Scientific American Supplement, No. 312, December 24, 1881 eBook

This eBook from the Gutenberg Project consists of approximately 122 pages of information about Scientific American Supplement, No. 312, December 24, 1881.
when electrolyzed in a solution of ammonium sulphate.  The positive pole is formed of a plate of lead, pure or covered with a stratum of litharge, or pure oxide, or all these substances mixed.  These metallic plates are immersed in a solution containing 50 per cent. of ammonium sulphate.  Another arrangement is at the negative pole, sheet-iron; at the positive pole a cylinder of ferro-manganese.  The electrolyzed liquid contains 40 per cent. ammonium sulphate.

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Though known from remote times, the date of the first opening of the famous mines of quicksilver of Almaden has not been precisely determined.  Almost all the writers on the subject agree that cinnabar, from Spain, was already known in the times of Theophrastus, three hundred years before the Christian era, although there is evidence in the writings of Vitruvius that they were worked at a still earlier date, Spanish ore being sent to Rome for the manufacture of vermilion.  Such ore constituted a part of the tribute which Spain paid to Rome emperors, and there are records of its receipt until the first century after Christ.  The history of Almaden during the reign of the Moors is so much involved in doubt that some writers deny altogether that the Arabs worked the deposit; still the very name it now bears, which means “the mine,” and many of the technical terms still in use, give evidence that they knew and worked that famous deposit.  As for their Christian conquerors, there are stray indications that they extracted mercury during the twelfth and thirteen centuries.  In 1417, Almaden was given the privileges of a city, and from 1525 to 1645 the working of mines was contracted for by the wealthy family of Fugger, of Augsburg, Germany.  Since then, the mine has been worked by the state, though the Rothschilds have controlled the sale of the product.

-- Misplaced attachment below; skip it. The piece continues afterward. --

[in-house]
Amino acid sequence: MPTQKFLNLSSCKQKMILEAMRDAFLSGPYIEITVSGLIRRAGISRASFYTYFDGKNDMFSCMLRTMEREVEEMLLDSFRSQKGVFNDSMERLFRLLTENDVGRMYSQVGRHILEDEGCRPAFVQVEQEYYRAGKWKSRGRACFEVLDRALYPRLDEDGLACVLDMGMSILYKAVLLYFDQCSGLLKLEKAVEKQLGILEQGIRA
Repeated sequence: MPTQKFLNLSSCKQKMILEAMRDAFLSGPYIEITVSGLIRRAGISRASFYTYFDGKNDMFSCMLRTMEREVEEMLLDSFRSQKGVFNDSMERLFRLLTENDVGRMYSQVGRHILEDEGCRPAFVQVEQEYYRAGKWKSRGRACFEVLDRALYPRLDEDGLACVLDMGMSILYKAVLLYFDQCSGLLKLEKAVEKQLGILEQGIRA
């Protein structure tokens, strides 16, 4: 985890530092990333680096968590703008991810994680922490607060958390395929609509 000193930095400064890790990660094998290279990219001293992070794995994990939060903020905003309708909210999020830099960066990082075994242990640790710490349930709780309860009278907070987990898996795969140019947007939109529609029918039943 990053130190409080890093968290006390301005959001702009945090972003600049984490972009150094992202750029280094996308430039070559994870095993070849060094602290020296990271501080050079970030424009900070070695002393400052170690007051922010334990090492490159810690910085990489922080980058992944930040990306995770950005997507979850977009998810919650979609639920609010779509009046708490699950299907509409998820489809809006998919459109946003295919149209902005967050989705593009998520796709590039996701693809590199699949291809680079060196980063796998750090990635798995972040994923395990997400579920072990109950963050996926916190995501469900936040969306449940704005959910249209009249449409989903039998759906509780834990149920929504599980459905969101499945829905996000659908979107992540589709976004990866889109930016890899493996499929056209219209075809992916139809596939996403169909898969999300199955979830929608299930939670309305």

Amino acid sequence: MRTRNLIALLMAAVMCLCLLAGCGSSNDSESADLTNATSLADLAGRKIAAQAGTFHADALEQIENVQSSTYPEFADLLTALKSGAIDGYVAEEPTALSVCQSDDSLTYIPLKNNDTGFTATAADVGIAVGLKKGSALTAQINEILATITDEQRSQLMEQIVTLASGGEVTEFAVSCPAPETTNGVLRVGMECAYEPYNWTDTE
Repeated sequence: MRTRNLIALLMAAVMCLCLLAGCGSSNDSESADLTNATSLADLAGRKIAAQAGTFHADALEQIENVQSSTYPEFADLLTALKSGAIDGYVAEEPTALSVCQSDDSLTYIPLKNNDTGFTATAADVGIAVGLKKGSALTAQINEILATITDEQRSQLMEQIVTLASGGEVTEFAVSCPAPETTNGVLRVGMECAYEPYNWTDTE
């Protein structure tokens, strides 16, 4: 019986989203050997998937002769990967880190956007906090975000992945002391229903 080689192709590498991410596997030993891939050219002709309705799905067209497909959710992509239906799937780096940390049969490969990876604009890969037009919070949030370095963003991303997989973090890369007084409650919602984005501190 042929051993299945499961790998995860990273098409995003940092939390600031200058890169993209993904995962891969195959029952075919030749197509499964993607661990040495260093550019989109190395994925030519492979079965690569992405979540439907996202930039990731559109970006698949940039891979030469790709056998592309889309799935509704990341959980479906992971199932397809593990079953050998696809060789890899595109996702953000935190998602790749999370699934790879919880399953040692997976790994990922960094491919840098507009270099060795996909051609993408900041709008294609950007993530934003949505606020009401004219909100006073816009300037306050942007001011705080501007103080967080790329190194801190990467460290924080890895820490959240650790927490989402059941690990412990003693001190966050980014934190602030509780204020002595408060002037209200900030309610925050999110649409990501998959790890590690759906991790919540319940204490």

According to Vitruvius, the works for manufacturing vermilion from Spanish ore in Rome were situated between the temple of Flora and Quirino.  The ore was dried and treated in furnaces, to remove the native mercury it contained, and was then ground in iron mortars and washed.  In addition, small quantities of quicksilver and vermilion were made at Almaden.  The ancients describe other methods, among which Theophrastus speaks of using vinegar, which, however, appears from modern investigations to have been an erroneous account.  Nothing definite is known concerning the methods of the Moors; we possess only as a proof that they produced mercury, an account of a quicksilver fountain in the marvelous palace of Abderrahman III., at Medina-Zahara, and the works of Rasis, an Arab.  The Moors probably extracted mercury at Almaden, from the eighth to the twelfth century, by the use of furnaces called “xabecas,” which latter, in the fourteenth century, were still employed by the Christians, who continued them till

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Scientific American Supplement, No. 312, December 24, 1881 from Project Gutenberg. Public domain.
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